Released August 2013 this book frames the critical issues facing Australia’s multicultural society. Available now ONLINE at Australian Scholarly Publishing.
For those who’ve come across the seas We’ve boundless plains to share …
(Australian National Anthem, Revised, 1984)
In the spring of 2012, Australia’s largest city, Sydney, was rocked by an unauthorised demonstration mobilised by Islamic activists advocating the global recreation of the Caliphate. While ostensibly protesting the publishing of an anti-Mohammed video on YouTube, the protestors’ placards and catch- cries were far more wide-ranging. For many non-Muslim Australians, this event once again conflated ‘Muslim’ with ‘Multiculturalism’. For conservative commentators, the outburst, with its television headlines of bloodied police and angry, bearded and hijab-wearing protestors, signified the failure of Australian multiculturalism. Yet in his inaugural Australian Multicultural Council speech a few days later, property tycoon Frank Lowy, a refugee from the aftermath of Nazism in the early 1950s, proclaimed the events, and their aftermath of pan- Muslim solidarity in condemnation of the violence, a signal of the success of multiculturalism.
Multiculturalism remains, as from its outset in Australian public policy forty years ago, a controversial concept. It continues to be an anathema for Australian nativists, a beacon of sanity for advocates of social inclusion, and a confusing mélange of emotions and images for many who experience it. While survey after survey shows that Australians in general welcome the transformation of Australia under the impact of immigration, the diversity of meanings attributed in public debate and the contradictory messages often carried in public policy have continued to obscure the complex and often messy reality of Australia as a multicultural society.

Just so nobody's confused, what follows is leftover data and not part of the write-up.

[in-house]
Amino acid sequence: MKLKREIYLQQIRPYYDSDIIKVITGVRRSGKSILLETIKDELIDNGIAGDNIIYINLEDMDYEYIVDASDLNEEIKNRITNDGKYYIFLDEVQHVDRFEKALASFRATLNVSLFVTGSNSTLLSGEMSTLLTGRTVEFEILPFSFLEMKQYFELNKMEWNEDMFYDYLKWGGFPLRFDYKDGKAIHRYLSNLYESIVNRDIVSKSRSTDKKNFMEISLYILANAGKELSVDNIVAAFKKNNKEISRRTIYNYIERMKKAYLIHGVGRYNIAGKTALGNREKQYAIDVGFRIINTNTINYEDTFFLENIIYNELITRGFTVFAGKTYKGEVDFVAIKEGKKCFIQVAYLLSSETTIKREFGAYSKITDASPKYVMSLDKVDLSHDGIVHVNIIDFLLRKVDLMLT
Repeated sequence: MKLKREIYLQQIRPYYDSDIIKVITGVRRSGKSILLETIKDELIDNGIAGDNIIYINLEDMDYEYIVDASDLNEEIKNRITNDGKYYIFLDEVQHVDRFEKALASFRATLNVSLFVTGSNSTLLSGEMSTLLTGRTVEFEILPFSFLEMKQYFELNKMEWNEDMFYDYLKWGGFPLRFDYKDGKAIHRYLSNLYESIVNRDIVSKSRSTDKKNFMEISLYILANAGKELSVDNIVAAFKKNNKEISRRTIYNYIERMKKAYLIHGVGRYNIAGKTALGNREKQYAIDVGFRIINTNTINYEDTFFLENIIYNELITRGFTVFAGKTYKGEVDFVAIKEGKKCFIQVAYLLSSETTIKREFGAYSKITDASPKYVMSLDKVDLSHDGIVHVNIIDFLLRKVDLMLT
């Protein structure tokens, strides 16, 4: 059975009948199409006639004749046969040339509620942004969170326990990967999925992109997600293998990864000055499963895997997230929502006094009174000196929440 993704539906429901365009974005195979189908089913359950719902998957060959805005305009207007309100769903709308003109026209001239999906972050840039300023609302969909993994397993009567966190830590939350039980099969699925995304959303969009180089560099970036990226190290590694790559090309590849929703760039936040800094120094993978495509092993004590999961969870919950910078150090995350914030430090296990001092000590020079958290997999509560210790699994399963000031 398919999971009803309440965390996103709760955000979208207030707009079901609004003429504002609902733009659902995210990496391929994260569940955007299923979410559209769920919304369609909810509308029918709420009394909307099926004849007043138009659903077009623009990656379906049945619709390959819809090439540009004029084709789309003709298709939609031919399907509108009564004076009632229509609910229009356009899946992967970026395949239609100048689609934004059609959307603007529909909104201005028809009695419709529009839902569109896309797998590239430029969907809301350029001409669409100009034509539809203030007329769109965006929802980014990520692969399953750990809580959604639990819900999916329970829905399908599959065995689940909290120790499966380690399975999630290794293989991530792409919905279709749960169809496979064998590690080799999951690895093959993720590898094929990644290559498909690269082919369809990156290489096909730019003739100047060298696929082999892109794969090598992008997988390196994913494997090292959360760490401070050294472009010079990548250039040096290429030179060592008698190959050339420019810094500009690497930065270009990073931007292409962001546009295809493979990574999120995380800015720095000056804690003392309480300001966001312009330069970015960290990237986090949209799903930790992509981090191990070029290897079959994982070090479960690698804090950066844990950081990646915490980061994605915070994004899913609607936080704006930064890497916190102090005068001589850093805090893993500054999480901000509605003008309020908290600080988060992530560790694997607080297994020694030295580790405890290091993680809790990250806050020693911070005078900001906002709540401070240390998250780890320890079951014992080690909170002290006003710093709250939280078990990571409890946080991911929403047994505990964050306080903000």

This book has been written to clarify the ways in which multiculturalism ‘happens’ in that reality. It is not a discussion of political philosophy, though it is of course affected by the insights of theorists who have worried at the resilience of modern democracies in the face of diverse cultural inflows. Rather it explores how the debates about the ideas of multiculturalism find form in public policy, then how that public policy is implemented, resisted, adapted and deepened in the many dimensions of life across Australia, and ultimately how these processes come to be reflected in developments in theory. In part then, the book is about ‘everyday’ multiculturalism, the space where ‘ordinary’ Australians from many backgrounds (over 200 languages are spoken in Australia, from Indigenous to African) interact, compete, co-operate, conflict with, support or bypass each other as they give birth or die, raise children, attend education, shop, work, play and politic.